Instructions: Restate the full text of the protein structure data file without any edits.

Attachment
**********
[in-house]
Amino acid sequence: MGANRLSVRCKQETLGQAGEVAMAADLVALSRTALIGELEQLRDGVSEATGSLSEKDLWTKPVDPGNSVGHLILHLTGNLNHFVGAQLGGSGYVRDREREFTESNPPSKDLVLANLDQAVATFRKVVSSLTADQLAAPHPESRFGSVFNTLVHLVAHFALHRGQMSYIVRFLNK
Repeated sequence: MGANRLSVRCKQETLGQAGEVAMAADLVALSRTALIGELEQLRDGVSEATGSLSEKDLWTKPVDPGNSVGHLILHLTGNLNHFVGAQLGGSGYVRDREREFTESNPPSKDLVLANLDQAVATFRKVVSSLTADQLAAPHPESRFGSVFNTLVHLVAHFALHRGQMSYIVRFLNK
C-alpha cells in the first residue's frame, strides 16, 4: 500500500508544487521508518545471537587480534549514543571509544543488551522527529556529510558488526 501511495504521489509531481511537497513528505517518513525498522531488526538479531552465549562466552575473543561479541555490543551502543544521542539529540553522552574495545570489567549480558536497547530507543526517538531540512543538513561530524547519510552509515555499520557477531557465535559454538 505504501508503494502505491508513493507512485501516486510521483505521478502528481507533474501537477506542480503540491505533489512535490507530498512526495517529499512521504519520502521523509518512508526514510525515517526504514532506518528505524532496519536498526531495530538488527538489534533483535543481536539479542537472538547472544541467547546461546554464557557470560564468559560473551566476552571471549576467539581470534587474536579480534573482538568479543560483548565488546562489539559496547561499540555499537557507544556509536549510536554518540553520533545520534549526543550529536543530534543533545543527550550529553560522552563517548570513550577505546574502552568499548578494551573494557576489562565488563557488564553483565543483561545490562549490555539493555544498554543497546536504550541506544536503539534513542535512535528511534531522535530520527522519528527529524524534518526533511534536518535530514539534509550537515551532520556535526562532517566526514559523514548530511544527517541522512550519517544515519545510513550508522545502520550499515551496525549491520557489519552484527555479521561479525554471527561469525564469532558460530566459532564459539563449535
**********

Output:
[in-house]
Amino acid sequence: MGANRLSVRCKQETLGQAGEVAMAADLVALSRTALIGELEQLRDGVSEATGSLSEKDLWTKPVDPGNSVGHLILHLTGNLNHFVGAQLGGSGYVRDREREFTESNPPSKDLVLANLDQAVATFRKVVSSLTADQLAAPHPESRFGSVFNTLVHLVAHFALHRGQMSYIVRFLNK
Repeated sequence: MGANRLSVRCKQETLGQAGEVAMAADLVALSRTALIGELEQLRDGVSEATGSLSEKDLWTKPVDPGNSVGHLILHLTGNLNHFVGAQLGGSGYVRDREREFTESNPPSKDLVLANLDQAVATFRKVVSSLTADQLAAPHPESRFGSVFNTLVHLVAHFALHRGQMSYIVRFLNK
C-alpha cells in the first residue's frame, strides 16, 4: 500500500508544487521508518545471537587480534549514543571509544543488551522527529556529510558488526 501511495504521489509531481511537497513528505517518513525498522531488526538479531552465549562466552575473543561479541555490543551502543544521542539529540553522552574495545570489567549480558536497547530507543526517538531540512543538513561530524547519510552509515555499520557477531557465535559454538 505504501508503494502505491508513493507512485501516486510521483505521478502528481507533474501537477506542480503540491505533489512535490507530498512526495517529499512521504519520502521523509518512508526514510525515517526504514532506518528505524532496519536498526531495530538488527538489534533483535543481536539479542537472538547472544541467547546461546554464557557470560564468559560473551566476552571471549576467539581470534587474536579480534573482538568479543560483548565488546562489539559496547561499540555499537557507544556509536549510536554518540553520533545520534549526543550529536543530534543533545543527550550529553560522552563517548570513550577505546574502552568499548578494551573494557576489562565488563557488564553483565543483561545490562549490555539493555544498554543497546536504550541506544536503539534513542535512535528511534531522535530520527522519528527529524524534518526533511534536518535530514539534509550537515551532520556535526562532517566526514559523514548530511544527517541522512550519517544515519545510513550508522545502520550499515551496525549491520557489519552484527555479521561479525554471527561469525564469532558460530566459532564459539563449535